Many students remember that awkward sex conversation their parents had, or attempted to have, with them during their teenage years. Some parents read scripts, others nervously stumble through the ins and outs of baby making. Parents may encourage their children to wait until marriage or emphasize practicing safe sex. But in some families, nervousness and discomfort may leave parents silent.

Angela Cesere

With the hope of encouraging families to talk about sex and to make the process a little less painful, Gov. Jennifer Granholm started Talk Early and Talk Often this fall. The program consists of workshops that teach parents how to talk to their children about sex and is a practical compromise between safe-sex and abstinence-only education programs. Although this voluntary program leaves parents with total control over what they choose to tell their children, several conservative groups like the Abstinence Clearinghouse are attacking the plan, claiming it is sneaky and promotes promiscuity. Not only are such charges unfounded, but TETO also has the ability to become a valuable resource for parents and their children alike.

Current research suggests that those children whose first exposure to sex education comes from their parents are less likely to become sexually active and if they do, more likely to use protection, as Kathy Fahl, director of education at Planned Parenthood, mid-Michigan Alliance, told The Ann Arbor News. Since the inception of safe-sex education in some schools, parents have had the right to opt out their children from sexual education programs in order to teach their children themselves. TETO does not remove this right from parents, but rather affirms it. Teaching parents how to approach their children about sex will make parents more effective in conveying the right information and encouraging their children to make the choices they deem as correct.

TETO’s mission is certainly not controversial in itself. With messages like “give honest answers to the best of your ability” and “know what your values are about sexual issues,” TETO’s aims are neither sinister nor clandestine, as Leslee Unruh, president and founder of Abstinence Clearinghouse would suggest. It is difficult to understand why even the staunchest advocate of abstinence-only education would not encourage parents to know how to answer inevitable questions about sex in a way that reflects their beliefs. Given TETO’s potential to encourage communication between parents and children, opponents are missing the point by insinuating this program is misleading or ill intentioned in any way.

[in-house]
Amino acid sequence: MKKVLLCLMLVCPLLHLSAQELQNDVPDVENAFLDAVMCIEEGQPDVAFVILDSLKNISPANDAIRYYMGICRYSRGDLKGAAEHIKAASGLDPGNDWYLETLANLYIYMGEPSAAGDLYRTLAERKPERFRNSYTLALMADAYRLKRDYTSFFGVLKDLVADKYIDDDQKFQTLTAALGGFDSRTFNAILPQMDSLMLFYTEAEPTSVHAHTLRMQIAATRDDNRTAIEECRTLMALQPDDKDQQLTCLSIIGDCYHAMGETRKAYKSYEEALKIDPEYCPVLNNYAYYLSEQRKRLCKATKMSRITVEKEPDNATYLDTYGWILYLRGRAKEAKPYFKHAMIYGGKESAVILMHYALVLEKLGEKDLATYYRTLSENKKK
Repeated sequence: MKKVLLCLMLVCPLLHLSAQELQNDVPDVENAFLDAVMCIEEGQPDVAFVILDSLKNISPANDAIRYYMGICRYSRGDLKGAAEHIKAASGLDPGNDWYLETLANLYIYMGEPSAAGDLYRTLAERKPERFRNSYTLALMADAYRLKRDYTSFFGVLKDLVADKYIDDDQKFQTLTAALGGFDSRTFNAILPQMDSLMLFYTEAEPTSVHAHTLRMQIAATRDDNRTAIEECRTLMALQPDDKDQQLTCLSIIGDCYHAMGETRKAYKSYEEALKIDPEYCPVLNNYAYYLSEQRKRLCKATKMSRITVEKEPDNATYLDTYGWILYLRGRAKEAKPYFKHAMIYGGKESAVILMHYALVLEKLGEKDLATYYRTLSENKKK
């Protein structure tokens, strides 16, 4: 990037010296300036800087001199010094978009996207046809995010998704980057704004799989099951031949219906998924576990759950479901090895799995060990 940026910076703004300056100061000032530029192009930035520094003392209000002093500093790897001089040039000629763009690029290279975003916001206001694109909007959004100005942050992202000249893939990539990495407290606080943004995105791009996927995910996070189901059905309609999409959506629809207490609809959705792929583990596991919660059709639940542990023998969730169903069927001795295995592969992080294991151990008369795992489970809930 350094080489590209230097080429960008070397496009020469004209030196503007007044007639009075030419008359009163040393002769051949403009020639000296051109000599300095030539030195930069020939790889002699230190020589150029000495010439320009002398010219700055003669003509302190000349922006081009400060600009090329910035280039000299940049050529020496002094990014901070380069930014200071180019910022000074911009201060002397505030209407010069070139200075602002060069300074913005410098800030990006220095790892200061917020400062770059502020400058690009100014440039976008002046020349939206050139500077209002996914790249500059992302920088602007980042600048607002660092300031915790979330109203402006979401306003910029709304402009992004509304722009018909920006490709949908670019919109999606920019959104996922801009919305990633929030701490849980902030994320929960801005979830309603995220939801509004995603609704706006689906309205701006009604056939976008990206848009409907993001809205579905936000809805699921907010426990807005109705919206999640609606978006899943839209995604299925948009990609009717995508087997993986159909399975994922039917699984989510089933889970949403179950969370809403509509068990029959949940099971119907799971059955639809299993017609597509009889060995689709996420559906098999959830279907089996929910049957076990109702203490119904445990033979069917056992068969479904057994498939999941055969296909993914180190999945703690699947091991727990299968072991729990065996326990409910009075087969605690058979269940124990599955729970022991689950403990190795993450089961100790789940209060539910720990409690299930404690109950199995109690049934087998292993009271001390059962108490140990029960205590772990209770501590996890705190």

In the end, the goals of all sexual education are to reduce unwanted pregnancies and to limit the spread of sexually transmitted diseases. However parents choose to accomplish these goals is and always has been their choice. TETO strengthens those choices and helps parents accomplish those goals. If a parent disagrees with TETO’s mission or is uninterested in its workshops, he does not have to participate. Granholm’s program can only help children, not harm them. To stop TETO would not only prevent some children from being a part of uncomfortable but necessary conversations about sex, but could also have serious public health ramifications.

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